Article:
Ah, I get you now. If test scores are influenced by parental involvement then they are a measure of the parents and not the schools, right? Personally, I think test scores are a measure of the individual students and not really of schools either and that the whole housing market loving test scores thing is like speculation. It's some form of self-selection.
Posted by to anonymous, a resident of the Pleasanton Heights neighborhood, on Apr 14, 2009 at 2:20 pm
I need to respond to a comment by anonymous above who states that "CA is 47 in spending per pupil." That is a stat that the California teachers unions keep throwing out but is completely untrue. If you go to the State Superintendent's Jack O'Connell website you will see that he provides the information from the National Education Association that puts California's spending per pupil right in the middle of the pack.
There is a good report on the NEA at Web Link . It says:
California ranks #1 in teacher salaries
California ranks #3 in Student-Teacher Ratio (#1 is best)
California ranks #26 in expenditures per student (#1 is Washington DC and that shows that spending does not correlate with success).
Posted by Too Smart to Buy the Hype, a resident of the Happy Valley neighborhood, on Apr 14, 2009 at 3:35 pm
A poster says "Like it or not vote yes on G" because it will mean teachers and programs will be saved. How much do you want to bet that when Measure G fails, PUSD will keep CSR, teachers, reading specialists? PUSD put those items at the top of the cut list for one reason and one reason only - to scare parents. The term for that is emotional blackmail. They can find the money to prevent these cuts - but they won't start looking for it if they can get more money out of the community. They don't need the money, they want it. Don't give it to blackmail.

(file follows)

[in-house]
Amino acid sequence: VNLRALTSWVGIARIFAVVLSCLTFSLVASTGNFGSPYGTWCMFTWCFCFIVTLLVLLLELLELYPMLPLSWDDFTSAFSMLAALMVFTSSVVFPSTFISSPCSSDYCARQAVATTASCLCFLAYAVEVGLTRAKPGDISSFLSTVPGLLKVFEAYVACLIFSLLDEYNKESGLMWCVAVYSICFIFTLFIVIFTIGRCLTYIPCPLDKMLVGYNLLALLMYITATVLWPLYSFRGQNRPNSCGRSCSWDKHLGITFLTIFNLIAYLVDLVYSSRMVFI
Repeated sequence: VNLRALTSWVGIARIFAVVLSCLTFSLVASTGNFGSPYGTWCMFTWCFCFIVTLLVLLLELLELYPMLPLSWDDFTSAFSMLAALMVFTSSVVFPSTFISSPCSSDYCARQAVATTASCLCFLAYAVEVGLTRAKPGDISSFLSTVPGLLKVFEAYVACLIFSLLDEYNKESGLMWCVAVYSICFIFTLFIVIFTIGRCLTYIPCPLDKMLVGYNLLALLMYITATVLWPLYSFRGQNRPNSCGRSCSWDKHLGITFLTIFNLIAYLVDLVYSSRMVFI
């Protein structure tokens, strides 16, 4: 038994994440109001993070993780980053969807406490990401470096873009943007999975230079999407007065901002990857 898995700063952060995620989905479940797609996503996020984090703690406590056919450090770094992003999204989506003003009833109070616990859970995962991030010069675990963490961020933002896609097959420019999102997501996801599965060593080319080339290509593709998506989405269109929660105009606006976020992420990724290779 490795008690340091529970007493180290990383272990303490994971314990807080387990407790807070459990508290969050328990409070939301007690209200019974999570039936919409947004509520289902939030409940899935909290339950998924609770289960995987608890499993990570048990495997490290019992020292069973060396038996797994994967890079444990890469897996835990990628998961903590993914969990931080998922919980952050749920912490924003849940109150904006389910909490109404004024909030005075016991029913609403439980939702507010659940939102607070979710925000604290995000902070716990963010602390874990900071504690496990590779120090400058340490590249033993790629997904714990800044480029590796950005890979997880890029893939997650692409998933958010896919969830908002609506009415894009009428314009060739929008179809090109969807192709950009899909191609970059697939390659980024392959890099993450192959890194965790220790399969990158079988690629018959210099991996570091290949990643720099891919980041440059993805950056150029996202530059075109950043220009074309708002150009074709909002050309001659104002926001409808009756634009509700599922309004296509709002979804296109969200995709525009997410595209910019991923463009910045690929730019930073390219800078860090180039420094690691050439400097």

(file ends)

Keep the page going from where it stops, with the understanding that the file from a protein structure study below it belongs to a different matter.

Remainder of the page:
Posted by Joe, a resident of the Downtown neighborhood, on Apr 14, 2009 at 4:29 pm
"Like it or not, vote yes on G"....What kind of convulted logic is that? Like him or not, vote for Obama or like him or not, vote for McCain. That statement makes so little sense that all I can do is laugh and I do mean LOL.
Posted by Kathleen Ruegsegger, a resident of the Vintage Hills Elementary School neighborhood, on Apr 14, 2009 at 5:07 pm
1. I would say that taxing without input from taxpayers (or even from the committee set up to provide advice—Budget Advisory Committee) and not presenting more than one option to the community is the problem.
2. I don’t think the schools are mediocre—this is another Lake Wobegon, where all the kids are above average (good parenting and good teachers play into that being possible).
3. The district needed to have a responsible reserve. Seven percent was a goal the district set and abandoned in a wave of salary increases. There was a $2 million cut the previous school year, which should have been an indication that trouble was ahead.
4. It was one example (the solar panels). There are many more involving lawsuits, spending down reserves, etc. that are more damaging.
The opportunity to “un-elect” will come long after the tax will have passed or failed. There isn’t any reason the army shouldn’t do its job in the meantime.
Posted by Resident, a resident of the Another Pleasanton neighborhood neighborhood, on Apr 14, 2009 at 5:47 pm
Thank you Stacey. But why then did those people who signed their names on the ballot argument wish to remain anonymous on the website?